A poll says Canadian property agents are not in favour of deregulation. Many of 1,726 real estate agents polled by Royal LePage Real Estate Services believes the proposed changes to MLS represent a wrong way to improve the real estate industry.
The debate concerns for the most part the extent, to which the MLS listings should be administered only by accredited specialists. The overall belief amongst agents is that customer service and safeguards set up to protect a customer, are going to drop if there is an influx of amateur service providers. The housing market is already highly competitive according to most agents, with less than 2% replying there was no competition, within the housing brokerage market.
The survey also tried to find in what way real estate specialists help buyers and sellers in completing their transactions. There were many options given, but the essential three considerations were: Optimizing and protecting client's monetary well-being, completing the transaction in a timely manner and providing the full package of brokerage services. Barely 0.6% of polled professionals said, they never helped a client avoid financial or transactional problems. 51.4% declared they did so very 'often' and 37.1% 'often'. When looking at the market side of their responsibilities, the survey showed that realtors were out there in this area. Toronto MLS, open home, local advertising and own websites were frequently used by more than three quarters of of those polled.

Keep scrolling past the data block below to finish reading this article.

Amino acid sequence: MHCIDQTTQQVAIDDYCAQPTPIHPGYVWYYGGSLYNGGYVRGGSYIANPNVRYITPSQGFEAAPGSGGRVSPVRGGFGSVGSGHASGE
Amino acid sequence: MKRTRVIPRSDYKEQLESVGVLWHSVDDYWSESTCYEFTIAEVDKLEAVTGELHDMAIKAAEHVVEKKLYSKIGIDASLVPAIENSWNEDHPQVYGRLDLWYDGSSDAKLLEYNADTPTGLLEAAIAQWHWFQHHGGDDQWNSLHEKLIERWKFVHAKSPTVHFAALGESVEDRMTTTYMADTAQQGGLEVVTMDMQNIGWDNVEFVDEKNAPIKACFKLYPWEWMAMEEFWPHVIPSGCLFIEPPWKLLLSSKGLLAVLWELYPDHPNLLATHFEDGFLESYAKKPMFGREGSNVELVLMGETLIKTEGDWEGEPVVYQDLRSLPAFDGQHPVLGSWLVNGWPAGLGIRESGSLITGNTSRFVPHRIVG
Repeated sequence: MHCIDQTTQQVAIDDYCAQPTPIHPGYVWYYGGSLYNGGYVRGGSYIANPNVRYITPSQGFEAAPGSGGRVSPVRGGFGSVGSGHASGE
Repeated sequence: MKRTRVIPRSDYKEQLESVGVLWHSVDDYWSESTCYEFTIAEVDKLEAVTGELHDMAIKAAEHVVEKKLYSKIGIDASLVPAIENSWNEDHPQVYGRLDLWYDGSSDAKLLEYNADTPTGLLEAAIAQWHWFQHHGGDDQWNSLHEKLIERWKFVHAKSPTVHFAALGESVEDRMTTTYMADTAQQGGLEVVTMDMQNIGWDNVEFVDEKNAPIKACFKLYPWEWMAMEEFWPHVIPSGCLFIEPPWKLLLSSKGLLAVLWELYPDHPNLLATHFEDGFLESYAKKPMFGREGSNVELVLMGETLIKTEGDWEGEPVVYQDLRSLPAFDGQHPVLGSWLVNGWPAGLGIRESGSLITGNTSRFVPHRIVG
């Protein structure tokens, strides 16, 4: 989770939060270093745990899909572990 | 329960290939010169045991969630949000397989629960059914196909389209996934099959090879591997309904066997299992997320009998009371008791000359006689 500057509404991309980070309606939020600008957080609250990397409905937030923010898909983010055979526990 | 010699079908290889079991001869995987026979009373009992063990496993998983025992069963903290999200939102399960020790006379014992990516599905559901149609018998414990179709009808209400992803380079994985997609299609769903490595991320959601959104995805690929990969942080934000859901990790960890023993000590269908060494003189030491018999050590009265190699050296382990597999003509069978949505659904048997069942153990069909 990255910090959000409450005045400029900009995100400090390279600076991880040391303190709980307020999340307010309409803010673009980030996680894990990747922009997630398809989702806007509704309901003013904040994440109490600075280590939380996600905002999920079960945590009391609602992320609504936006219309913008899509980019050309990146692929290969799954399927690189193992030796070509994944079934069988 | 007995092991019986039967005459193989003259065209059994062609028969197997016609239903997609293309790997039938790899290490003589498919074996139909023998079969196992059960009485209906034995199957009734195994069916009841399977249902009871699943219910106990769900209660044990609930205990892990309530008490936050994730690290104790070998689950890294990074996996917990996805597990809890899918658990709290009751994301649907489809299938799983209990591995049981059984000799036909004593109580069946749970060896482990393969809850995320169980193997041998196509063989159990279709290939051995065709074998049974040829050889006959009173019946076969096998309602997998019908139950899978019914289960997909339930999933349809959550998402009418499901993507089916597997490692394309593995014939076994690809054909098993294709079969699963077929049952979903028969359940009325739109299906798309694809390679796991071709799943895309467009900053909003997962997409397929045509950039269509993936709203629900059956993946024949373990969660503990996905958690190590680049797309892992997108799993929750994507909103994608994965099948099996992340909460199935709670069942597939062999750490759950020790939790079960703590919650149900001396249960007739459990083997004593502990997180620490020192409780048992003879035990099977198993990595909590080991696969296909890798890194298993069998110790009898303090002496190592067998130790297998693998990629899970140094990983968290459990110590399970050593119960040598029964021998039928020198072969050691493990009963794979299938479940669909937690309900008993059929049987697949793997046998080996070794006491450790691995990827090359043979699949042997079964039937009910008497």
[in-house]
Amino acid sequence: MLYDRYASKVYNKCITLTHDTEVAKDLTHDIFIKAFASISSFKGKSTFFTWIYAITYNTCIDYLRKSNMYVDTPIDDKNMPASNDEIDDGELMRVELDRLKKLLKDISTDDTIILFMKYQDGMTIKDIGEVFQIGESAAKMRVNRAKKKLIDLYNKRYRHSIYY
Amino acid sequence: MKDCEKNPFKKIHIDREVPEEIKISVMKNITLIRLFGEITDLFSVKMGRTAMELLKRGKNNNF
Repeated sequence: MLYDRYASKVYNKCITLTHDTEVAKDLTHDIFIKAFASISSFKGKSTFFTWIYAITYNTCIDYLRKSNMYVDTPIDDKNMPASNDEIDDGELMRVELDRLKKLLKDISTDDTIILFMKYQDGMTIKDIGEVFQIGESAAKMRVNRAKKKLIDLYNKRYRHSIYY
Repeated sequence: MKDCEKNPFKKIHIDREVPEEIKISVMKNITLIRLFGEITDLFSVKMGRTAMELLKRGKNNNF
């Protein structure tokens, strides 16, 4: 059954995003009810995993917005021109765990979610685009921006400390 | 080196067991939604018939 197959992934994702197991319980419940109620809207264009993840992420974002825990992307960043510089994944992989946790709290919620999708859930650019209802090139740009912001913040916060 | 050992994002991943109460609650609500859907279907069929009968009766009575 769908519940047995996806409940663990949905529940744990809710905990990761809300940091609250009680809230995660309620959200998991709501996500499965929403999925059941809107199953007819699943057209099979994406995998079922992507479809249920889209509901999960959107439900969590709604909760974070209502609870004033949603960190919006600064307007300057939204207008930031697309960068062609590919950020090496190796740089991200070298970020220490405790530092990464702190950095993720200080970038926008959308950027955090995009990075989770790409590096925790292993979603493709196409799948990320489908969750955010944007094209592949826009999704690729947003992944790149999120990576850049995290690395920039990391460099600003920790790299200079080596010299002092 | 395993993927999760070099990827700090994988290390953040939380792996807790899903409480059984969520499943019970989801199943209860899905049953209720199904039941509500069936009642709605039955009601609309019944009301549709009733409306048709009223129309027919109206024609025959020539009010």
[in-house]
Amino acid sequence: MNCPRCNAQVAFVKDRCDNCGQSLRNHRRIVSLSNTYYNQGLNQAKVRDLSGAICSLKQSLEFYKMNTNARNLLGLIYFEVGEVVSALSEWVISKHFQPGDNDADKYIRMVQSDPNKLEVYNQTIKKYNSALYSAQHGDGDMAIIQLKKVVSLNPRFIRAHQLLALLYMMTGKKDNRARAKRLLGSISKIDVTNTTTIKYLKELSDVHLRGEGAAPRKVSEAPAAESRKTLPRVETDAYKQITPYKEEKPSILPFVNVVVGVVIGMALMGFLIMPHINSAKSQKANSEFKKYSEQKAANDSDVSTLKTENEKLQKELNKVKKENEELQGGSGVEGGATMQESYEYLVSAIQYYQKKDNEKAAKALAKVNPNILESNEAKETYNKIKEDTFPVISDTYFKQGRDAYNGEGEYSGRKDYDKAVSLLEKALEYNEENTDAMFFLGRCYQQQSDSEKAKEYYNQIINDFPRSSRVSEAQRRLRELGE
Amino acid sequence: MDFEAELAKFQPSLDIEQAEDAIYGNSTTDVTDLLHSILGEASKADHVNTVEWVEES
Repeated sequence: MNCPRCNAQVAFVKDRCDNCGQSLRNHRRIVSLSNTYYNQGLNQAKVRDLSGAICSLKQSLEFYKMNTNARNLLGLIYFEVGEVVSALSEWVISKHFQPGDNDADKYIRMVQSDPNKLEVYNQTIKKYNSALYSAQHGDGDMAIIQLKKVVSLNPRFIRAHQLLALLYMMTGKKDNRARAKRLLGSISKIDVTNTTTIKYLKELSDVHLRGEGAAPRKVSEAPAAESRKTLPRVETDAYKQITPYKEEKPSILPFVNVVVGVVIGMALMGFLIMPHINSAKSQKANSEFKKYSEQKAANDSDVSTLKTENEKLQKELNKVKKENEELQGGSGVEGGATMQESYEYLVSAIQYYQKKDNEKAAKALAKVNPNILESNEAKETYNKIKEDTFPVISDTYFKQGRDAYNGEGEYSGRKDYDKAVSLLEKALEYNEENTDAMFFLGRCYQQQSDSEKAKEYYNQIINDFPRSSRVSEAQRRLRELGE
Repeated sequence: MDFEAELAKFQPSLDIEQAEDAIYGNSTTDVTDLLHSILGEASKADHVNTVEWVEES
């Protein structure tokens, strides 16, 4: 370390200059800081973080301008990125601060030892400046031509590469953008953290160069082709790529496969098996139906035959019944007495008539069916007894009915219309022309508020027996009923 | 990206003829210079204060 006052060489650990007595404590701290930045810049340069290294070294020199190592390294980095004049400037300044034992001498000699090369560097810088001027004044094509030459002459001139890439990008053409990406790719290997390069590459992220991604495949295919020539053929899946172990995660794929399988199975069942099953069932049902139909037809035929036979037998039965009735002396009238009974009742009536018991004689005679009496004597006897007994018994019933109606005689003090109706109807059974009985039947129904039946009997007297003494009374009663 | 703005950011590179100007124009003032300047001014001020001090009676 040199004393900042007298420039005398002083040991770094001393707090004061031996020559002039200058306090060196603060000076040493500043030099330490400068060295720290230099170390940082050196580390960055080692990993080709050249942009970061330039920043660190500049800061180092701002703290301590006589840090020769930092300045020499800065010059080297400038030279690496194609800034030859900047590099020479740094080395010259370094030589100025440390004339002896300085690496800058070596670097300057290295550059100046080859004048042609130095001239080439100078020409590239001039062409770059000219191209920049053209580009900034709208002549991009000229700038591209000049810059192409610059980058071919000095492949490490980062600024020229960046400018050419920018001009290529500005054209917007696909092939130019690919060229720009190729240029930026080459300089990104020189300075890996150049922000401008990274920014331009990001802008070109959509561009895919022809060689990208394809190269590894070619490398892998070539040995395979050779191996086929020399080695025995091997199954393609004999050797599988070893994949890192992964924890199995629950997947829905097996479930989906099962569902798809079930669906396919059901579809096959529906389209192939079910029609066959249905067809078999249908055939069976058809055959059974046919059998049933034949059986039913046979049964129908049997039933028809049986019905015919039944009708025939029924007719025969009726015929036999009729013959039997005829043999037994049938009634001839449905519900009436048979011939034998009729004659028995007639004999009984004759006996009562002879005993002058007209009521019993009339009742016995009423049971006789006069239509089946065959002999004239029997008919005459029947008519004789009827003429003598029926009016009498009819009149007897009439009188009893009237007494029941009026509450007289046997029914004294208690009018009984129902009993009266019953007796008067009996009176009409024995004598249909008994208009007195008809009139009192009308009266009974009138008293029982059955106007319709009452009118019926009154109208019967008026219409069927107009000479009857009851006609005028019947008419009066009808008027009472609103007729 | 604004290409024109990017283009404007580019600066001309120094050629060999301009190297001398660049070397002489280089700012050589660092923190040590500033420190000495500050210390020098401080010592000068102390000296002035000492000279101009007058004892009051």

Membership of Royal LePage for an average of 15 years was a frequent answer when realtors were directed to answer questions on professional development, along with visiting formal courses and seminars up to four times per year.
The Royal LePage Real Estate Advisors Survey was administered online in April 2010 and can be seen on the official website.
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